Monday, July 11, 2011

have the swiss been talking to will allen?


Video - Growing Power movement redux.

swissinfo | As people are recognising the need for more sustainably grown produce, new ideas about agriculture are taking shape.

Swiss entrepreneurs Urban Farmers are pushing the concept of local production and have come up with a pioneering solution to many of the problems of conventional farming methods.

Urban Farmers attended the International Federation of Landscape Architects' World Congress at the end of June. The event drew around 850 participants from around the world to Zurich's Kongresshaus to discuss issues including the integration of agriculture into an urban environment.

Using an almost closed-loop aquaponics system – that combines raising aquatic animals with cultivating plants in water – to produce fish, vegetables and herbs, the firm has developed one of the most ecologically friendly ways to eat. They believe the technology can soon be commercialised.

Top retailers Migros and Coop have expressed an interest in the company’s plans and the firm has been awarded a prize by environmental organisation, WWF Switzerland.

The Swiss Farmers Association said it approved of the idea as a complement to traditional farming, but that it was hard to know how workable it was.

"The concept of urban farming sounds like a good idea to us. Actually, it is a form of Suisse agriculture and our goals in miniature: Produce locally, ecologically food for the local population and pay attention that the circulation of nutrients is closed," spokeswoman Sandra Helfenstein told swissinfo.ch.

"Unfortunately, we cannot judge the potential and the viability of a production like this in the city. Are there enough suitable places and are the consumers interested to buy this product for a higher price?"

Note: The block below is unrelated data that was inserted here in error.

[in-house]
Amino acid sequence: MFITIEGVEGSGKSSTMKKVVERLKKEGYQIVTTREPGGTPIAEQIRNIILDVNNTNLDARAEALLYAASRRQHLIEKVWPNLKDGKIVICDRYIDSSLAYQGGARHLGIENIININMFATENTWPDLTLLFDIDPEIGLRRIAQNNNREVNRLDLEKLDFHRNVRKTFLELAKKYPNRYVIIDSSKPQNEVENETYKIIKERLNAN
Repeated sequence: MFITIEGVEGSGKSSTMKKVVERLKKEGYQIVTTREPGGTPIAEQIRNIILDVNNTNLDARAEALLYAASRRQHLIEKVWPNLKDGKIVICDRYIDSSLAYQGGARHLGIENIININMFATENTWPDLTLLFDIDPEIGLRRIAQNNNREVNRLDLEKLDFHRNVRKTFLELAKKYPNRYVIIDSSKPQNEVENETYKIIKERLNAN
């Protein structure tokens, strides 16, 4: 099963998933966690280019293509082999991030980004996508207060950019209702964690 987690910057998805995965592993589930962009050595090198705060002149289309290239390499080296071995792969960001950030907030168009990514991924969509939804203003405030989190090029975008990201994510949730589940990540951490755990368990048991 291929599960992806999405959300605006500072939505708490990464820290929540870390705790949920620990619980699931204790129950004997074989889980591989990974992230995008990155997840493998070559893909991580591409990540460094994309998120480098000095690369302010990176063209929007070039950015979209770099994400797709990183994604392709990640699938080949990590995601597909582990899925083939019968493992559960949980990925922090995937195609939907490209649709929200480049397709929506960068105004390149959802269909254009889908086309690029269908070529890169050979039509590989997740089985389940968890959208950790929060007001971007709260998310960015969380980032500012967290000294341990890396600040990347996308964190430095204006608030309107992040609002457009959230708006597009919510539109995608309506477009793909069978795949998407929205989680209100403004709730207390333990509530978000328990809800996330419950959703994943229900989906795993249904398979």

Rooftop boxes

With acquaponics there is no waste created, no need for soil or pesticides, and it is all contained in a box designed to be set up on the rooftops of urban buildings.

No transportation is required, thereby cutting out oil consumption and greenhouse gas emissions.

WWF Switzerland sees one advantage as being that no land needs to be cultivated.

“If you can use a surface that is not otherwise being used, it’s worth a try,” spokesman Philip Gehri told Swiss public radio DRS. “It doesn’t mean though that we think cities can provide for all their food needs this way.”

The Urban Farmers box contains vegetables grown in a glasshouse on top of a tank of fish, which provide nutrients for the plants through their waste as it is taken up with the water through the roots of the plants.

"The beauty of this natural system is that it's a symbiosis of fish and plants which lives on its own," Urban Farmers CEO Roman Gaus told swissinfo.ch.

"The main reason for doing this is ecological," added Gaus.

"We think urban agriculture has a future because the current conventional agriculture is at its peak, with issues such as E-coli, CO2 and so on.”